FORT RUCKER, Ala. (Feb. 2, 2012) -- Fort Rucker hosted a "vision" check for Army Aviation in January, but it wasn't about eyesight; it was about foresight.

The Army Aviation 2030 Vision, which serves as a step towards developing an Army Aviation Campaign Plan, was at the heart of the collaborative effort here Jan. 23-26 that involved 300 leaders from across the Army Aviation enterprise assembling with the intent to frame up necessary documents to formally chart the needs and direction of the Aviation Branch.

"It will be a future that ensures a healthy Aviation Branch, postured for decisive operations in defense of our national interests and our nation," said Maj. Gen. Anthony G. Crutchfield, commanding general, U.S. Army Aviation Center of Excellence and Fort Rucker.

That future requires a clear vision, which will soon be put in ink to document the way ahead.

Army Aviation's target is to achieve the operational capability to meet future reconnaissance, attack and vertical maneuver mission demands. This requires a fleet that is rapidly deployable and adaptable, and includes a new generation of manned and unmanned aircraft, and a reduced sustainment footprint, the general said.

The vision lays out the anticipated future operational environment, Army Aviation's role in the Army of 2020, the future Aviation force, and the Army Aviation Campaign Plan.

The key is to bring together Aviation leaders, from active Combat Aviation Brigade commanders to retired leaders, to cover the gamut of operational experience and knowledge to ensure a successful way forward, said Maj. Gen. James E. Rogers, commanding general, U.S. Army Aviation and Missile Life Cycle Management Command.

"The power of that is you get buy-in from the whole community on the direction we're going. Under Major General Crutchfield's leadership, the Branch is going in the right direction. And what he's trying to do, and correctly so, is to make sure he documents it all so that we have a way forward that as the leadership throughout the community transitions and changes, all of them have a good starting point of where we need to go in the future. So it's very powerful, it's exactly what we need to do, and we're on track to make sure we stay viable for the future and support the warfighter," Rogers said.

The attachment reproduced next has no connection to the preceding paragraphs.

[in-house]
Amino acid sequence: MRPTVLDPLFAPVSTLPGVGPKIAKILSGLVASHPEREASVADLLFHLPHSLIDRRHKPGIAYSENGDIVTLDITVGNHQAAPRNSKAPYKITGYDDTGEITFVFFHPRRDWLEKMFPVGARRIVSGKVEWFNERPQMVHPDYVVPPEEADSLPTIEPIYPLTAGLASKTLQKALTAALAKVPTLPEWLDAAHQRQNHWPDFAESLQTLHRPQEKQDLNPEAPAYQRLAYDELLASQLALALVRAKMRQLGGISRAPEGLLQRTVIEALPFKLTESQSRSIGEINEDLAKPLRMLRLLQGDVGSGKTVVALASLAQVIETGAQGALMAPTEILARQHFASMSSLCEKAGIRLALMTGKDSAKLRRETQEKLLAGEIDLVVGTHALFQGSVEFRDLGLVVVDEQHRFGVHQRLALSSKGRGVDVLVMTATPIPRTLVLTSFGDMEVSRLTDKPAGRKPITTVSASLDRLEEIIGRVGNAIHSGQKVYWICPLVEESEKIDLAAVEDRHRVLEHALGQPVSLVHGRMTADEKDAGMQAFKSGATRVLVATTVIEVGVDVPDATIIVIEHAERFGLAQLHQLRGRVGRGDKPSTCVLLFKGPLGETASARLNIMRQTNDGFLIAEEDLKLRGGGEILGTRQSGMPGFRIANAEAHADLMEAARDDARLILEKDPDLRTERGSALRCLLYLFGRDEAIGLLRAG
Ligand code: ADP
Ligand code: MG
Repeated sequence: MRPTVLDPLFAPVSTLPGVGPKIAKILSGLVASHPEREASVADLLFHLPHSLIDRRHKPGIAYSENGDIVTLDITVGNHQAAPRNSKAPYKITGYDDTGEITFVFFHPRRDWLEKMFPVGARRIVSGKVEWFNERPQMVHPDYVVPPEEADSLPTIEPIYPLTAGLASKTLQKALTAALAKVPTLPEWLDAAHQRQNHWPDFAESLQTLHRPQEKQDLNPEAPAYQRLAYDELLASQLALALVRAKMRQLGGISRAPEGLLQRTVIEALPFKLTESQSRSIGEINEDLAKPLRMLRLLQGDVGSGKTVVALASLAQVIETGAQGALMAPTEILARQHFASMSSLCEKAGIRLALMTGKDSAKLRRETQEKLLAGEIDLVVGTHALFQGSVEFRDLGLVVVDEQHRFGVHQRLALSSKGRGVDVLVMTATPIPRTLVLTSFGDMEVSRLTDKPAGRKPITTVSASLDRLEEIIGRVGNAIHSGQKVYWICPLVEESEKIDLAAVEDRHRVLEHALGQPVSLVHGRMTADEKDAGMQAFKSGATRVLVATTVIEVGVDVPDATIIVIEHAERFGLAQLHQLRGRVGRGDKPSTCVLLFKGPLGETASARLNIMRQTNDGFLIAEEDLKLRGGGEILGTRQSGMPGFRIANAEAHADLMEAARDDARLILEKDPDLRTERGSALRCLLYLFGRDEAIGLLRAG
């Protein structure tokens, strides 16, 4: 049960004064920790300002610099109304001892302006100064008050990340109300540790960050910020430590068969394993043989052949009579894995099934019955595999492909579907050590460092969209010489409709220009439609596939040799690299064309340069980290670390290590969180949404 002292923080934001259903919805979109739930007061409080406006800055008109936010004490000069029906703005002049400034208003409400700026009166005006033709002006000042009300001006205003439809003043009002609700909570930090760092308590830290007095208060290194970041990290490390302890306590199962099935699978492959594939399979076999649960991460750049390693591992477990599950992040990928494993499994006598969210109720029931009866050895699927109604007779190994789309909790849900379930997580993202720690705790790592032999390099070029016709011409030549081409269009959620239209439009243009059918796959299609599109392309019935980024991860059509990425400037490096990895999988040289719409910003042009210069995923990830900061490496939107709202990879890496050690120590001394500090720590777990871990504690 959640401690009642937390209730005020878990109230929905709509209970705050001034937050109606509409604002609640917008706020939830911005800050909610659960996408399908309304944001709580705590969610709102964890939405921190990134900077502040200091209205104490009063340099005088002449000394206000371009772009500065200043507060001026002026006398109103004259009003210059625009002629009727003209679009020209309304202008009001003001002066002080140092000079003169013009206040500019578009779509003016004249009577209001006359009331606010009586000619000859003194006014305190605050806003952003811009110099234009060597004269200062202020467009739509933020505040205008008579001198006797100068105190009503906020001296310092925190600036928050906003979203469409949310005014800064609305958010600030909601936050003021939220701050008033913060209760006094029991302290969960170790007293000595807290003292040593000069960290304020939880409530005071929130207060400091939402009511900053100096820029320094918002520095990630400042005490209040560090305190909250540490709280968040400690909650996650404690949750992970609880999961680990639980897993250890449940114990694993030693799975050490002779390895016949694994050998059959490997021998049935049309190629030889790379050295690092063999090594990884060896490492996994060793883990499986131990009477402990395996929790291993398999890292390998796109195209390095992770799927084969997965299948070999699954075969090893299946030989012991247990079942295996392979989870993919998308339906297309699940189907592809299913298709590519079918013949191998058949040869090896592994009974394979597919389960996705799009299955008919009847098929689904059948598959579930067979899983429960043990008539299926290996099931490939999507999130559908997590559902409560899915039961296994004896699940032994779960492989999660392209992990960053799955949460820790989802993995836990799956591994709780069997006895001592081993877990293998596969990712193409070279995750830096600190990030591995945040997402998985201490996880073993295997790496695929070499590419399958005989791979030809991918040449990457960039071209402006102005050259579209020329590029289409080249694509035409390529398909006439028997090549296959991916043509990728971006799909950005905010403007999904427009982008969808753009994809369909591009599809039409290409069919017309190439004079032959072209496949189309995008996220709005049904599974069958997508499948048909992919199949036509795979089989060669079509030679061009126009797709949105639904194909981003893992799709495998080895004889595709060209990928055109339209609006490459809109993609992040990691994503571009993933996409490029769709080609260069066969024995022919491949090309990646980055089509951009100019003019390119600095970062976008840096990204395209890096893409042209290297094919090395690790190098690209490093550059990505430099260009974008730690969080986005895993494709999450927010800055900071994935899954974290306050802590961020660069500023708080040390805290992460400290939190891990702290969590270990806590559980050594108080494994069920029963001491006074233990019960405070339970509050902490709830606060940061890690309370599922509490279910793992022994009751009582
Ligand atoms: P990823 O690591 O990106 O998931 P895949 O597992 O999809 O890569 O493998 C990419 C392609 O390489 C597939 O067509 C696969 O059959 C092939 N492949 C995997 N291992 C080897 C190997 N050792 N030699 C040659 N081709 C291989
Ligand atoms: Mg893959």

The key themes across the week's sessions centered on tomorrow, teamwork and speaking with one voice across the Army Aviation enterprise.

Participants tackled a laundry list of the Branch's major objectives within the campaign plan, and recommended changes to senior leaders for decision. Areas of discussion included supporting the Army Force Generation cycle, reset and a post-war operational tempo, growing professional Aviation leaders, sustaining the force, as well as life cycles of the current fleet and the Aim Point of 2030, and decision making in a resource-constrained environment.

To make the tough decisions of the future, Army Aviation must work as a team, said Maj. Gen. Tim Crosby, Program Executive Office, Aviation commanding general.

"It's not about today, it's the long-term implications of what this means in a drawdown environment," Crosby said.

As Army Aviation drafts up its own campaign plan, the outlook is beyond current norms to a "totally new path," Crutchfield said.

"I believe this campaign plan will be enduring, that it will last after the drawdown," Crutchfield said.